Faculty Candidate: Yael Tauman Kalai/Electrical Engineering and Computer Science Department MIT Limits of Obfuscation in ACES 2.302

Contact Name: 
Jenna Whitney
Mar 7, 2006 11:00am - 12:00pm

There is a signup schedule for thi

s event.

Speaker Name/Affiliation: Yael Tauman Kalai/Electrical Eng

ineering and Computer Science MIT

Talk Title: Limits of Obfuscatio


Date/Time: March 7 2006 at 11:00 a.m.

Coffee: 10:45 a.m.<

Location: ACES 2.302

Host: Anna Gal

Talk Abstract:The goal of code obfuscation is to make a program completely

gible while preserving its functionality. Obfuscation
has been used fo

r years in attempts to prevent reverse engineering
e.g. in copy prote

ction and licensing schemes. Recently spammers
have utilized it to co

nceal code that spawns pop-ups. Finally
obfuscation is a cryptographe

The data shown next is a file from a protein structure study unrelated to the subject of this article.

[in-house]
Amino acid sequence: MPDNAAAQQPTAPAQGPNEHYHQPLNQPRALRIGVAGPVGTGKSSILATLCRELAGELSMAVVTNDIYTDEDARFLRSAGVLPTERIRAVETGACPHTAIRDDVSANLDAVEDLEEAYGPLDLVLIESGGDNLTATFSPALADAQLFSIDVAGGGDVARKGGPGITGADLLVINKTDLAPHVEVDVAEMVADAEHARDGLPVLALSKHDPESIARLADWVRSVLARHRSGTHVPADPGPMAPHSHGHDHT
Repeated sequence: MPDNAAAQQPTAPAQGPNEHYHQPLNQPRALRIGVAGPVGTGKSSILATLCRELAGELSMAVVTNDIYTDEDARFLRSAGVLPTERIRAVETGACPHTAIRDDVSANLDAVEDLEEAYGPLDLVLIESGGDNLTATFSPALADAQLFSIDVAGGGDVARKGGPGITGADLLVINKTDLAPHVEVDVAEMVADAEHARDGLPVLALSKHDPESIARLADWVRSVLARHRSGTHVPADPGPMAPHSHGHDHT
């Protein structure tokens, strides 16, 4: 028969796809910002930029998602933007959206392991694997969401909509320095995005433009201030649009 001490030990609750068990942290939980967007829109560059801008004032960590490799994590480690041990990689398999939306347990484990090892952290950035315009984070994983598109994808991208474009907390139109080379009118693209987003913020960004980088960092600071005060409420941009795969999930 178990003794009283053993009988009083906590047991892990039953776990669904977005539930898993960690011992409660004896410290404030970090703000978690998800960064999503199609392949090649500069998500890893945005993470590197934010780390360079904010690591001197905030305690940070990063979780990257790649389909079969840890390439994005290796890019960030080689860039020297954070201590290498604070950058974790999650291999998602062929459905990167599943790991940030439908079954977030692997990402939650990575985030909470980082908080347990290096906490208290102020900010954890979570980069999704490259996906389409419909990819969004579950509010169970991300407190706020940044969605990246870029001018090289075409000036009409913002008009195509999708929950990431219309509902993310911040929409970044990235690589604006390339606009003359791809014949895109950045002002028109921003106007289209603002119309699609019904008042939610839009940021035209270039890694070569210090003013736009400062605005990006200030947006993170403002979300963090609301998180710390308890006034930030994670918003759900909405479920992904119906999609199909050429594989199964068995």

r''s dream: nearly any cryptographic task
could be achieved *securely*

by writing a simple program and then
obfuscating it (if possible!).

Barak et al (2001) formalized the notion of obfuscation
and demonst

rated the existence of a (contrived) class of functions
that cannot be

obfuscated. In contrast Canetti and Wee gave
an obfuscator for a parti

cular class of simple functions called point
functions that output 1

on a single point (and output 0 everywhere
else). Thus it seemed compl

etely possible that most functions of interest can be obfuscated

though in principle general purpose obfuscation is impossible.

We ar

gue that this is unlikely to be the case by showing
that general class

es of functions that one would like to obfuscate are
actually not obfu

scatable. In particular we show that for one of
our classes given an

obfuscation of two functions in the class each
with a *secret* of its

own one can compute a hidden function of
these secrets. Surprisingly

this holds even when the secrets are
chosen completely independently of
each other. Our results hold
in an augmentation of the formal obfusca

tion model of Barak et
al (2001) that includes auxiliary input.